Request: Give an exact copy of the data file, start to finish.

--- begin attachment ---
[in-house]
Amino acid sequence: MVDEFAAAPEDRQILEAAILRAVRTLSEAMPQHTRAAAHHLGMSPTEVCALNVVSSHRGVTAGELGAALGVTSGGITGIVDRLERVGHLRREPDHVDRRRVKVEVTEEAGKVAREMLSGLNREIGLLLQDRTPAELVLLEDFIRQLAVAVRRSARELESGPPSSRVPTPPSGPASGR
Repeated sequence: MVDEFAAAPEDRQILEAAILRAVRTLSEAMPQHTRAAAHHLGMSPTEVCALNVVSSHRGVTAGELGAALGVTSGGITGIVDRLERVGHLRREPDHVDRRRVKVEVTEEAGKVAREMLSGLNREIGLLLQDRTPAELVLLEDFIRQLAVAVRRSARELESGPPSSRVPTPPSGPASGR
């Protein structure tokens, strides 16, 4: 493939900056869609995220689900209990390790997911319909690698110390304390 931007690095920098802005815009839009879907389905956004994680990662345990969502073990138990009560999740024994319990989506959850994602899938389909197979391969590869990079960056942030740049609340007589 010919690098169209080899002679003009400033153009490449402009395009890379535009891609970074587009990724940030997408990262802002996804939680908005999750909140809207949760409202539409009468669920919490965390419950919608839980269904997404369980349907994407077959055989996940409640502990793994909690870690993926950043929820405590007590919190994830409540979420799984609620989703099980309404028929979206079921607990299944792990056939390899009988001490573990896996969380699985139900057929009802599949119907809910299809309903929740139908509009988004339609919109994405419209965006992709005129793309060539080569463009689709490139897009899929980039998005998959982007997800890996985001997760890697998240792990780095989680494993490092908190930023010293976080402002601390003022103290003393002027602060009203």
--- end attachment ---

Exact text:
[in-house]
Amino acid sequence: MVDEFAAAPEDRQILEAAILRAVRTLSEAMPQHTRAAAHHLGMSPTEVCALNVVSSHRGVTAGELGAALGVTSGGITGIVDRLERVGHLRREPDHVDRRRVKVEVTEEAGKVAREMLSGLNREIGLLLQDRTPAELVLLEDFIRQLAVAVRRSARELESGPPSSRVPTPPSGPASGR
Repeated sequence: MVDEFAAAPEDRQILEAAILRAVRTLSEAMPQHTRAAAHHLGMSPTEVCALNVVSSHRGVTAGELGAALGVTSGGITGIVDRLERVGHLRREPDHVDRRRVKVEVTEEAGKVAREMLSGLNREIGLLLQDRTPAELVLLEDFIRQLAVAVRRSARELESGPPSSRVPTPPSGPASGR
């Protein structure tokens, strides 16, 4: 493939900056869609995220689900209990390790997911319909690698110390304390 931007690095920098802005815009839009879907389905956004994680990662345990969502073990138990009560999740024994319990989506959850994602899938389909197979391969590869990079960056942030740049609340007589 010919690098169209080899002679003009400033153009490449402009395009890379535009891609970074587009990724940030997408990262802002996804939680908005999750909140809207949760409202539409009468669920919490965390419950919608839980269904997404369980349907994407077959055989996940409640502990793994909690870690993926950043929820405590007590919190994830409540979420799984609620989703099980309404028929979206079921607990299944792990056939390899009988001490573990896996969380699985139900057929009802599949119907809910299809309903929740139908509009988004339609919109994405419209965006992709005129793309060539080569463009689709490139897009899929980039998005998959982007997800890996985001997760890697998240792990780095989680494993490092908190930023010293976080402002601390003022103290003393002027602060009203």